Positive move on workforce development

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Falls Church, Va. —Both Republican and Democratic members of the House Committee on Education and the Workforce recently introduced the Strengthening Career and Technical Education for the 21st Century Act, a positive step for the Plumbing-Heating-Cooling Contractors—National Association (PHCC), which has been advocating for increased support from Congress on crucial workforce development initiatives.

Representatives from PHCC reinforced those efforts this past spring at two legislative events on Capitol Hill – a special Workforce Development Roundtable in April and the annual PHCC Legislative Conference in May – where conference participants met face-to-face with policymakers about the critical workforce shortage in the p-h-c industry.  A 21-percent increase in the number of plumbing and HVAC technicians is projected by the year 2022.

This new legislation reauthorizes and reforms the Carl D. Perkins Career and Technical Education (CTE) Act (Perkins Act), to help more Americans enter the workforce with the skills they need to compete for these high-skilled, in-demand jobs. Because the Perkins Act has not been updated in more than a decade, it no longer reflects the realities and challenges facing students and workers today. With that, the reformed act – among other things – promotes the implementation of more innovative CTE programs by increasing the amount of federal funding available for advanced state leadership strategies and activities that will best serve the current and future needs of students, employers and communities.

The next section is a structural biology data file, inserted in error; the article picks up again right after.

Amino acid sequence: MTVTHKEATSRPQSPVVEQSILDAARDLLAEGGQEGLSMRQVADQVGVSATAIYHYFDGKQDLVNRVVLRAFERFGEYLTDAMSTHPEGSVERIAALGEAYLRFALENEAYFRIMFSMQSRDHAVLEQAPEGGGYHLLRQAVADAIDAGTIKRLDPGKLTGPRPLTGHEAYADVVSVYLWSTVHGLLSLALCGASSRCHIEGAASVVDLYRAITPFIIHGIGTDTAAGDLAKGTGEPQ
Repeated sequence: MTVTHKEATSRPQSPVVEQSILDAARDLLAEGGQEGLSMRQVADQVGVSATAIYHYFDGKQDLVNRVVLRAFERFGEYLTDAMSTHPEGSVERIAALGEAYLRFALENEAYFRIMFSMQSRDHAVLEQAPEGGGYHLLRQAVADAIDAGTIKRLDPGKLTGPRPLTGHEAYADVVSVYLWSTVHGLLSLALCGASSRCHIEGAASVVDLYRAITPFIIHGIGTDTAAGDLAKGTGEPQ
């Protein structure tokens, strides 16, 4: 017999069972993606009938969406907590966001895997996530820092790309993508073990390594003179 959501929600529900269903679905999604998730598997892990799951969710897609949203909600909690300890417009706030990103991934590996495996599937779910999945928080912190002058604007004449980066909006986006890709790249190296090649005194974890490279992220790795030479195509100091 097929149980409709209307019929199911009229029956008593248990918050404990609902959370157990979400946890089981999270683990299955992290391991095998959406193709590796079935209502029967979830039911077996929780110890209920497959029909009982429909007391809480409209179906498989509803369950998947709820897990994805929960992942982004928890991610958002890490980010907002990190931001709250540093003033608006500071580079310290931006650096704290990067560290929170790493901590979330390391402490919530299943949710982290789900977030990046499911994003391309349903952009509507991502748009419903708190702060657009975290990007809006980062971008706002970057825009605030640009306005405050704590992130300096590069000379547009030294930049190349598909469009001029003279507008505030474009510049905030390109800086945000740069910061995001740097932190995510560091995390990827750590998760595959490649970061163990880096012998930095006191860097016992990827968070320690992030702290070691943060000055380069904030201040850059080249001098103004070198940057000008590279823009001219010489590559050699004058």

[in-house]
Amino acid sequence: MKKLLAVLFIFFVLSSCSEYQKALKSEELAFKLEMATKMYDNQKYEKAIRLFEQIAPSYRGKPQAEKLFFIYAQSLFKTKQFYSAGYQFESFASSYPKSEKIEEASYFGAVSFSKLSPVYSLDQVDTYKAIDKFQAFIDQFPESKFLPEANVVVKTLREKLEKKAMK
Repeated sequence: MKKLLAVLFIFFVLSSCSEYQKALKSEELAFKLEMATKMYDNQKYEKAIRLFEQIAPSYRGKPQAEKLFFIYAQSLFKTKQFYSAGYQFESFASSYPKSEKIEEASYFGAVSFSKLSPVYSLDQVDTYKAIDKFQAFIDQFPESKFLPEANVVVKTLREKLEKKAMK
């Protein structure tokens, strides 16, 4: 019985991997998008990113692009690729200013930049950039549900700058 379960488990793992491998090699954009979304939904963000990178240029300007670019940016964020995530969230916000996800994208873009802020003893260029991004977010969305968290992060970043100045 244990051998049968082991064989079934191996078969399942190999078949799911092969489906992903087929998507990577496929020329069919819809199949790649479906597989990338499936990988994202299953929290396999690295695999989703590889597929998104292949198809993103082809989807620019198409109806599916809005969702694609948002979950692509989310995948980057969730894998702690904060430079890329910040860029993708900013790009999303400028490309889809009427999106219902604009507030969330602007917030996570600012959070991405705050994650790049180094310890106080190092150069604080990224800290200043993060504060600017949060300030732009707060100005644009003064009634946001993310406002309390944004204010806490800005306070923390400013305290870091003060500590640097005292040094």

To ensure equitable access to federally-funded CTE programs, the U.S. Dept. of Education, under the reformed act, will have full authority to approve state and local plans, support program improvement and monitor and enforce statutory requirements that will ensure program quality and educational equity for CTE students.

“Today’s CTE programs work to prepare millions of students for lifelong success and help bridge the divide between high school and postsecondary education and training,” says Rep. Robert C. “Bobby” Scott (D-VA). “This bipartisan bill prioritizes equity of opportunity for all students to participate in, and benefit from, high-quality CTE programs and will prepare them for high-skill, high-wage jobs that lead to economic self-sufficiency in the 21st century workforce.”

Funding levels under this reauthorization of the Perkins Act indicate a step increase each year, from $1.133 billion in 2017 to $1.213 billion in 2022. The 2017 level reflects an increase of $15 million over the existing 2016 level.

The reformed act also aims to improve current law by supporting the integration of employability skills into CTE programs. Employability skills were a key discussion point between PHCC and the House Congressional Career & Technical Education Caucus at the Workforce Development Roundtable in April. PHCC’s representatives offered targeted solutions on how they’re helping to ensure that students – and eventually employees – reach businesses with those all-important “soft skills,” such as communication, courtesy, customer service, appearance, organization, teamwork, and leadership.

“PHCC is extremely pleased to see Congress initiating the expansion of the Perkins Act to include more innovative strategies to attract future workers to our industry,” said PHCC—National President Charles “Chip” E. Greene.  “We look forward to working with Congress on this critical workforce development issue that will help recruit and train workers for our industry.”

To view a complete list of proposed improvements under this reformed act, click here for a Fact Sheet.

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